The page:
Birthday Post 2: Turning 21

  • RN

    Here’s another thought: What is a sin to you, as a Christian, may not be a sin to a Jew or a Muslim. In that case, pointing out that they are “sinning” will have no effect. Their faith and beliefs tell them that they are OK.

  • This is a profound thought. If any chapter of the Bible should be memorized and put to heart, it would be 1 Corinthians 13. I’m getting busy with that right now.

  • lilaf

     Hello. You don’t know me, but I’m facebook friends with your mom and I look at your family’s blog too. I’ve learned alot from you guys. I must say on this post though that I agree more with your friend. I’ve learned that part of loving others is pointing out error sometimes. I don’t think it means that we do that arrogantly or with pride, but with humility. It seems kind of counter-intuitive, I guess.

    I think that, when we do point out sin, that we pray about it first, and also examine to see if we ourselves have that same sin, because we might in some form or another (no plank-in-eye syndrome). It’s a real challenge for me personally right now because in my own world, I know of ALOT of people who need Jesus; people that I know, and many that I also don’t know personally. It’s a challenge to have the courage to do that.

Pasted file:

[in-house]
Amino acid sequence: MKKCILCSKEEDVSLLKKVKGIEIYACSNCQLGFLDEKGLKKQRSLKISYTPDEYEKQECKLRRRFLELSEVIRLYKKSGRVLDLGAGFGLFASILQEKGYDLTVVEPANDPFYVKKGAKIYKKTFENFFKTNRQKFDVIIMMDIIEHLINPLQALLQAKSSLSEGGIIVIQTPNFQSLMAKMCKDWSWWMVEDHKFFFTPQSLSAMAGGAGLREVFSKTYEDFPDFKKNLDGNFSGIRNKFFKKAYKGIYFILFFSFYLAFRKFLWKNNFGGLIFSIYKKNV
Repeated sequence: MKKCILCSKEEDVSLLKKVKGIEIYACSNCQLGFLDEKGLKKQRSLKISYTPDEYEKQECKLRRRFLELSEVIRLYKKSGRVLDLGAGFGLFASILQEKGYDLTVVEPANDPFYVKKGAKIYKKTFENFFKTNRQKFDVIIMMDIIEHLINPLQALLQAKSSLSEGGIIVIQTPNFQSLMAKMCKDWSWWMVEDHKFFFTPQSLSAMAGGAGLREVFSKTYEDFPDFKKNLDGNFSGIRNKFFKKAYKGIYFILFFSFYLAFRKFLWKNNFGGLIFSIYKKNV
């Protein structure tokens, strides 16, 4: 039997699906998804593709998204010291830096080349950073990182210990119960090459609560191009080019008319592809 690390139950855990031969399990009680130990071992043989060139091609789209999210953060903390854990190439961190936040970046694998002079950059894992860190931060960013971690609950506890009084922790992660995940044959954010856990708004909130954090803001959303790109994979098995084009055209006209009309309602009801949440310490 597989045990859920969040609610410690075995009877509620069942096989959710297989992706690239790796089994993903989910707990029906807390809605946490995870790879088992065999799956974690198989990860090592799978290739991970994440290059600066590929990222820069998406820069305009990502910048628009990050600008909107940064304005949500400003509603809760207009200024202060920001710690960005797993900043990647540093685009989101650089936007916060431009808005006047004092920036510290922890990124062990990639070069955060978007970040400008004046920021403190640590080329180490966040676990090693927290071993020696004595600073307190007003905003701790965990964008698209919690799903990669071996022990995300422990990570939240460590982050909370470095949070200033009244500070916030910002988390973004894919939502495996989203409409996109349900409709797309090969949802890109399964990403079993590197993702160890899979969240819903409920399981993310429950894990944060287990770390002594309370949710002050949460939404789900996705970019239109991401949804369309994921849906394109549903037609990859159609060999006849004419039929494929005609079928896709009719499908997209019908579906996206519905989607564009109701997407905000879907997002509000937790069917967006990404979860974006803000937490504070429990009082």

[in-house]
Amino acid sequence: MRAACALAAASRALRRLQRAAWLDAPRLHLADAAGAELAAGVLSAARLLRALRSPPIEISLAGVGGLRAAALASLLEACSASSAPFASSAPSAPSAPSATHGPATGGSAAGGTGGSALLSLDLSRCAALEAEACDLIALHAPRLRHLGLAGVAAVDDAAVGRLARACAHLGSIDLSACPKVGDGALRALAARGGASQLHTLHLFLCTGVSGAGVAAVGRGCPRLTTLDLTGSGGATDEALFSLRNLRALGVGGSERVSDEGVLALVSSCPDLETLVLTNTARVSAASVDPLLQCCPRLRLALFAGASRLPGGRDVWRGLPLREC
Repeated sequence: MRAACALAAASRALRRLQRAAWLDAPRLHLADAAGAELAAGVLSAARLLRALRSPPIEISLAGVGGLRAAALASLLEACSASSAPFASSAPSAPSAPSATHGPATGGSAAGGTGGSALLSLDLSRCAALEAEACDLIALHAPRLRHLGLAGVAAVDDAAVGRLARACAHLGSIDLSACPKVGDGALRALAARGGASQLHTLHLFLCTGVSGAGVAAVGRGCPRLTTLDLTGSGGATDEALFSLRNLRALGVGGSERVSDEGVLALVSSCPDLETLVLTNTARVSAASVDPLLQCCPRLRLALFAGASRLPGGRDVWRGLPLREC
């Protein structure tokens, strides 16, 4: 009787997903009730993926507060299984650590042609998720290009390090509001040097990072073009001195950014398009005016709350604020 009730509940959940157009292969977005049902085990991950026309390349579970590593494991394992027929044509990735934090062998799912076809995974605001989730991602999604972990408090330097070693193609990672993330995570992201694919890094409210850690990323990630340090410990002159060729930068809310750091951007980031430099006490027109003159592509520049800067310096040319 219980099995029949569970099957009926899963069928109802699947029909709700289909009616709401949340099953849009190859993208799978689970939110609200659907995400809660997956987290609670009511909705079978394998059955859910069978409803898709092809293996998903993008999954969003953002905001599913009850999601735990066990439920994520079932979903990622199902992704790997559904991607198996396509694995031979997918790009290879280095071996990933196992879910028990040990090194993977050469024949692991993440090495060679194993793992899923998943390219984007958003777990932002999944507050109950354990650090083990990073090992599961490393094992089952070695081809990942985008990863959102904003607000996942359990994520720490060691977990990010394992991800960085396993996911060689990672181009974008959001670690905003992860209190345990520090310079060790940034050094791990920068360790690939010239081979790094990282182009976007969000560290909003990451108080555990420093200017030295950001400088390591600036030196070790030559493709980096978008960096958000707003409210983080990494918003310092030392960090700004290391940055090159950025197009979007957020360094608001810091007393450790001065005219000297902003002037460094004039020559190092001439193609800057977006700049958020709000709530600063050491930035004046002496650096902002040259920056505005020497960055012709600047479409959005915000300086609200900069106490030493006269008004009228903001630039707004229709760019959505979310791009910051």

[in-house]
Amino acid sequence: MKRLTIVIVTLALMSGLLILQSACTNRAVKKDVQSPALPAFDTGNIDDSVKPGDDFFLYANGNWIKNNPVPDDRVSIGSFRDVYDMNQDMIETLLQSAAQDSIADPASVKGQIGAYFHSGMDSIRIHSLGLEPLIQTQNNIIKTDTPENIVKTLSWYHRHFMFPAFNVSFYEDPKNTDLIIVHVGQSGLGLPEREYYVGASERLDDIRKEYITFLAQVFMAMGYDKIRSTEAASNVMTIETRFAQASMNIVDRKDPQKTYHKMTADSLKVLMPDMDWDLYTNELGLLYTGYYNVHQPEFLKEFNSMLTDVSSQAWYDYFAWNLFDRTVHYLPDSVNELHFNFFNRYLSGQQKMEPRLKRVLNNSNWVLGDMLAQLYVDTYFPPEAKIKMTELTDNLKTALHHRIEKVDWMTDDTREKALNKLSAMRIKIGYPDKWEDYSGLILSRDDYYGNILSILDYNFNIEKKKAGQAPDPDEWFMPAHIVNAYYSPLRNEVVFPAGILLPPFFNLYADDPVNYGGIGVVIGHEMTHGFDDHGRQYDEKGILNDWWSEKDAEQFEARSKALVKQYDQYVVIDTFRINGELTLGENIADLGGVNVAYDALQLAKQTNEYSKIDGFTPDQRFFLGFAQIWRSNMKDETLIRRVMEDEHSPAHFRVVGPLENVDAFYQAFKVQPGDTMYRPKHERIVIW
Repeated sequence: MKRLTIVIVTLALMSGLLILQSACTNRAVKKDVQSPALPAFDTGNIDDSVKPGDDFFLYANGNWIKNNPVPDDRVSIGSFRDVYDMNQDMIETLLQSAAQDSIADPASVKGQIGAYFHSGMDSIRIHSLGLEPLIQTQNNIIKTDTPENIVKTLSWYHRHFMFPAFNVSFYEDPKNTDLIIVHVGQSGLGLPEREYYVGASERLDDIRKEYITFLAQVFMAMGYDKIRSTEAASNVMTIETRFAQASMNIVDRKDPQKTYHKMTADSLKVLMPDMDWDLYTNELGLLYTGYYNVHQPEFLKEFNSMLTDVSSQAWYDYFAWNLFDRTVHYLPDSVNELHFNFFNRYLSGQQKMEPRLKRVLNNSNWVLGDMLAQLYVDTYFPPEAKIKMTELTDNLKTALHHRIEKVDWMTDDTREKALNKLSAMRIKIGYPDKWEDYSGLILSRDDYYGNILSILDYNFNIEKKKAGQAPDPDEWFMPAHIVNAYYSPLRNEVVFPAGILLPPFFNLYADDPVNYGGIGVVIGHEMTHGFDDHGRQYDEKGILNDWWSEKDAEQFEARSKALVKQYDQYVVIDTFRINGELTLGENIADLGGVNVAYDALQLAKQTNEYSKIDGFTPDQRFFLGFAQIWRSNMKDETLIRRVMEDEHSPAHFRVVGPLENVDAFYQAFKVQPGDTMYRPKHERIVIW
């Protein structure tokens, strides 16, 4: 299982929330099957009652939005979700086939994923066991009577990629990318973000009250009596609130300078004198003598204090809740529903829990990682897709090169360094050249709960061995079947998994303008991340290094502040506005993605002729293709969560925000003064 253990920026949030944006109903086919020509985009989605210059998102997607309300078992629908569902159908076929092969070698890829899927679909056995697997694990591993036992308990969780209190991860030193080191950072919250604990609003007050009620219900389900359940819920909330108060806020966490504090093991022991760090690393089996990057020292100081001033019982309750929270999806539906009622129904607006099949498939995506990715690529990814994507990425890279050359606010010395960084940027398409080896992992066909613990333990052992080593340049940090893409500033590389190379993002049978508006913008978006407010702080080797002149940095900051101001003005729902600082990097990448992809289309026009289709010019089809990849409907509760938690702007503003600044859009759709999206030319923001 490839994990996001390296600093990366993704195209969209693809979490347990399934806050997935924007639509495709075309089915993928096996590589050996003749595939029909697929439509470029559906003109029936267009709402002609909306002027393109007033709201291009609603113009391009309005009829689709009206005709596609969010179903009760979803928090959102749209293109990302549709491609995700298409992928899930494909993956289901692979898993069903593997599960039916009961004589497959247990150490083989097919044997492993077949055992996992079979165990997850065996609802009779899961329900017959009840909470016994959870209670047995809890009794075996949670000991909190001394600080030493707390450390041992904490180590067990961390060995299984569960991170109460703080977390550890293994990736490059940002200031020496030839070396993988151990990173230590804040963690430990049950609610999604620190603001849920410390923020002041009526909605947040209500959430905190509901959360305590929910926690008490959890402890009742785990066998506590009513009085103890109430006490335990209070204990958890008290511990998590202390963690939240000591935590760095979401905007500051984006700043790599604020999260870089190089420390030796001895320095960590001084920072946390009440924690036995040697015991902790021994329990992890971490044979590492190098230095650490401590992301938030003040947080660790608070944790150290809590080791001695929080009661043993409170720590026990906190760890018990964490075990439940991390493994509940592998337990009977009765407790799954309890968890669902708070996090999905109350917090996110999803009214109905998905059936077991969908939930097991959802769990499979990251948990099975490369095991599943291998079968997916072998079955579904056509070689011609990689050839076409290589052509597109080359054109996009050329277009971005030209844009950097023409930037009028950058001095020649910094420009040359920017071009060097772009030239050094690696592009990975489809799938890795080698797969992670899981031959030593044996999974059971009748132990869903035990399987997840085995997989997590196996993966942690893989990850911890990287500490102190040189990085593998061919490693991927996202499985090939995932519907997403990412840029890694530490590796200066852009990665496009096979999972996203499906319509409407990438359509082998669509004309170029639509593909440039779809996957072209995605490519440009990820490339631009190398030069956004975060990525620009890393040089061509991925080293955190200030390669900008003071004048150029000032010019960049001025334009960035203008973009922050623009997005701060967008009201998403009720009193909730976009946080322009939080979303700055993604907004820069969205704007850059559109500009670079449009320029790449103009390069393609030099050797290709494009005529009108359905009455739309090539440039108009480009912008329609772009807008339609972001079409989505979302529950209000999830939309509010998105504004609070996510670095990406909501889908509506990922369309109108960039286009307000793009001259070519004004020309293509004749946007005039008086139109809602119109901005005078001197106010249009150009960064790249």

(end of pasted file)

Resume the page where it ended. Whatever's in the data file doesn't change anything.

Anyway, that’s how I relate to this post. Hope I understood what you’re saying correctly.

  • I like this: “Even more sobering: if I redefine love, I’ve redefined God and made him into who I want him to be.”  🙂   I think there is a time to confront people when their actions are harmful to other people, like when Jesus confronted the Pharisees or in like Matthew 18:15, “Moreover if your brother sins against you, go and tell him his fault between you and him alone.”  Although…in context there, it does say “against you.”  So…in what context would you say it’s okay to tell people when their actions are wrong?  When it is necessary, and when is it superfluous judging?